This Man Wants Your Most Haunted Objects

Inside a former synagogue on Manhattan’s Lower East Side, Tony Oursler, 67, has built an extensive private collection of historic material related to magic, spirituality and the occult. The artist, who’s known for installations that combine video, sculpture and projections, has both an artistic investment in and a family connection to illusionism. His grandfather Fulton Oursler was a mystery writer and magician who delighted in exposing scammers he believed were weaponizing the craft.

What began five decades ago as a few folders of slides and fliers has grown into an apartment-filling archive encompassing color theory, UFOs, automatic writing and more. “The material I have is a barometer for people’s belief systems,” Oursler says. On a recent afternoon, several boxes of spirit photos, seance drawings and manuscripts were due to be shipped to the Peabody Essex Museum in Salem, Mass., where they’ll be included in the forthcoming exhibition “Conjuring the Spirit World: Art, Magic and Mediums.” The archive also inspired a series of installations by Oursler related to fairies, crystals and historic hoaxes in the recent show “Smoke & Mirrors: Magical Thinking in Contemporary Art” at the Boca Raton Museum of Art in Florida.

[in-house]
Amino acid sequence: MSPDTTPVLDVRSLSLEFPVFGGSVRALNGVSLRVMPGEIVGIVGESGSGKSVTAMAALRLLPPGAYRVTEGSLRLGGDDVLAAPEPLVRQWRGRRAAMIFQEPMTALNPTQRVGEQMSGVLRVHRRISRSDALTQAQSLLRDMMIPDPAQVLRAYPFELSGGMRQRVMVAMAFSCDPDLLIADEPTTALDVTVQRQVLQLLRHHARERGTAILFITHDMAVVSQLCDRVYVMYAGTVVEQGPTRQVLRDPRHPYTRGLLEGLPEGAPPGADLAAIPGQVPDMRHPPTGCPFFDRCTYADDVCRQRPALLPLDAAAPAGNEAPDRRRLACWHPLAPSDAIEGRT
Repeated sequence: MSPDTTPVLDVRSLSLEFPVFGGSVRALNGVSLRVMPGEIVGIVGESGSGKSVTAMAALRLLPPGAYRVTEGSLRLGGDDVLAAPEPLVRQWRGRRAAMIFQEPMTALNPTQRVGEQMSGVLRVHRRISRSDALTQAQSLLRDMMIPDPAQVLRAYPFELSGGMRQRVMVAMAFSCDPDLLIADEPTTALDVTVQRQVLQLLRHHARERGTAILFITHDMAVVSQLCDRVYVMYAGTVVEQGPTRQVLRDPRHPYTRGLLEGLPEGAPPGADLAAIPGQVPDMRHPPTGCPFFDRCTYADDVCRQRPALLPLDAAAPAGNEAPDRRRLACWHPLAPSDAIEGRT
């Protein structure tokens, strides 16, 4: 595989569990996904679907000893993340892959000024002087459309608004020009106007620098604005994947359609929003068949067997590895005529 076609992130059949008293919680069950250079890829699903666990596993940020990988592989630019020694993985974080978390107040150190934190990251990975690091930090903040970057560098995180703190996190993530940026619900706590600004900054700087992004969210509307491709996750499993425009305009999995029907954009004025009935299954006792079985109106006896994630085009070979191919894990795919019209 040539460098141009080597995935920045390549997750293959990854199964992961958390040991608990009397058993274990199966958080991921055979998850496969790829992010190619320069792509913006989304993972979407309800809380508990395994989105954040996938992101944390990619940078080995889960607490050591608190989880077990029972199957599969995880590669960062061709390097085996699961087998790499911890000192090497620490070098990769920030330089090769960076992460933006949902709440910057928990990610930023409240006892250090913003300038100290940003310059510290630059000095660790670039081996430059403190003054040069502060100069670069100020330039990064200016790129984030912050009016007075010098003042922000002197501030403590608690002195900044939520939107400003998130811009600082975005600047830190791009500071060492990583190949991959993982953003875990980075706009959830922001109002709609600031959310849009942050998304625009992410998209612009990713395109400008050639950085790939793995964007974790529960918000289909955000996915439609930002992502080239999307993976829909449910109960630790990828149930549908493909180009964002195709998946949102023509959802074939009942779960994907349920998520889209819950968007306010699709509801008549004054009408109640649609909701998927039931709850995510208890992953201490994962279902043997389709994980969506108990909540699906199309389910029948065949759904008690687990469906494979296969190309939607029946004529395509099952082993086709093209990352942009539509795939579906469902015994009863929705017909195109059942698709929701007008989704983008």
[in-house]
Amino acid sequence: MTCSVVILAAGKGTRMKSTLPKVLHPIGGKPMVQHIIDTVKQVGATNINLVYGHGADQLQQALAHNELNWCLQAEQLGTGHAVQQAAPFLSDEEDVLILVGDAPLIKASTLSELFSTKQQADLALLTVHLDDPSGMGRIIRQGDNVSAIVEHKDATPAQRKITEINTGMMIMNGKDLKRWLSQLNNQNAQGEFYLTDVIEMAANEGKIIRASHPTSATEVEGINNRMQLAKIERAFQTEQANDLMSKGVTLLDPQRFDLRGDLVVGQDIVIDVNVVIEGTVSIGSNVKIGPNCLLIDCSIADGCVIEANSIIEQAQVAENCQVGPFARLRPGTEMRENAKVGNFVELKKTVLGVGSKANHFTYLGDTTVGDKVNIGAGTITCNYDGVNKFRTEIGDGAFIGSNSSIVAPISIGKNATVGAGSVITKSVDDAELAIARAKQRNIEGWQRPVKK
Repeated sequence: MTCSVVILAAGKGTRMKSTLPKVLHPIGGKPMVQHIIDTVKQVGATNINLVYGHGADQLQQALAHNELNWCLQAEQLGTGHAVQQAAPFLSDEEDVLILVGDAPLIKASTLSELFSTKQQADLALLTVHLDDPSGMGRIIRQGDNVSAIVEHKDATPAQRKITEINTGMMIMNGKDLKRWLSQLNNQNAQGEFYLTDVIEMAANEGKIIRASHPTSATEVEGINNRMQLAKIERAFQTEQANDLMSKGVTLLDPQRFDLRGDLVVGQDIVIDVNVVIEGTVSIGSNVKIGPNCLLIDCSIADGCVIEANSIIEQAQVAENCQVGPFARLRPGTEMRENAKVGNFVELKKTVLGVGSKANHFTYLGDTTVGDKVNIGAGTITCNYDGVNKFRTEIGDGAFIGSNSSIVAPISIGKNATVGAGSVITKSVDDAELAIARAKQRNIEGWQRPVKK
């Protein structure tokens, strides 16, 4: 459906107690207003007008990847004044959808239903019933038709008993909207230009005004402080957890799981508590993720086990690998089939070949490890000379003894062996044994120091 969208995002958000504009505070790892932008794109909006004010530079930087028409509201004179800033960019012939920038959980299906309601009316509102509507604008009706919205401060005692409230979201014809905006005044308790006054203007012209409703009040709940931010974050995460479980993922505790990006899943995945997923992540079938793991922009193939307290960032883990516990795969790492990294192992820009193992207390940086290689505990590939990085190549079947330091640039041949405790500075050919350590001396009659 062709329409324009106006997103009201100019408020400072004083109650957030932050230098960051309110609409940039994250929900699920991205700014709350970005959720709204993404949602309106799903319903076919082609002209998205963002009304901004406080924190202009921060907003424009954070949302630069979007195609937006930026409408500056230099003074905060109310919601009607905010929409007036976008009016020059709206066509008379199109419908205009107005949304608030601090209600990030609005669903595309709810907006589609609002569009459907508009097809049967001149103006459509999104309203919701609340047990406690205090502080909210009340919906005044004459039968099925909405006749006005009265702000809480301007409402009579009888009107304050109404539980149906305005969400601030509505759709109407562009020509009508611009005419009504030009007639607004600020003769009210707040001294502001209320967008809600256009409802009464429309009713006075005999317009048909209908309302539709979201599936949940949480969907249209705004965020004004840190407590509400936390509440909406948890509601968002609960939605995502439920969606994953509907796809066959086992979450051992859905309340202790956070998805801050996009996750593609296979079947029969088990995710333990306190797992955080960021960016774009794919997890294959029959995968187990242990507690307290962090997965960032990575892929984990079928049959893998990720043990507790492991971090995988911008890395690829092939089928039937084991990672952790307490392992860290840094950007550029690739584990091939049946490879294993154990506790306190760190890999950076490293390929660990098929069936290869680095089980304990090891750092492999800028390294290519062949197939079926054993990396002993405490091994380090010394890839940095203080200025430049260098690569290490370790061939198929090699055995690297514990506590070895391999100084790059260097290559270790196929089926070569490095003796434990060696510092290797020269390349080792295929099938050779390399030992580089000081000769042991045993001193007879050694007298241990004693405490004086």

The collection: Ephemera related to the occult, spirituality, pseudoscience and technology.

Number of pieces in the collection: Between 3,000 and 5,000.

First purchase: “In the 1970s, I was taking art classes at Rockland Community College [in New York State]. Someone came in with a Kirlian photography machine, which produced something like aura photography. I kept a photo and, from then on, I kept other unusual things, like cult-related fliers that were often handed out to young people on the street at the time.”

Most expensive: “An album of rare spirit photos taken during seances by William Walker of the Crewe Circle, a well-known spiritualist group in the early 1900s. They were around $14,000.”

Least expensive: “A Polaroid of an apparition of the Virgin Mary in a glass structure in Clearwater, Fla. I got it on eBay for $7.”

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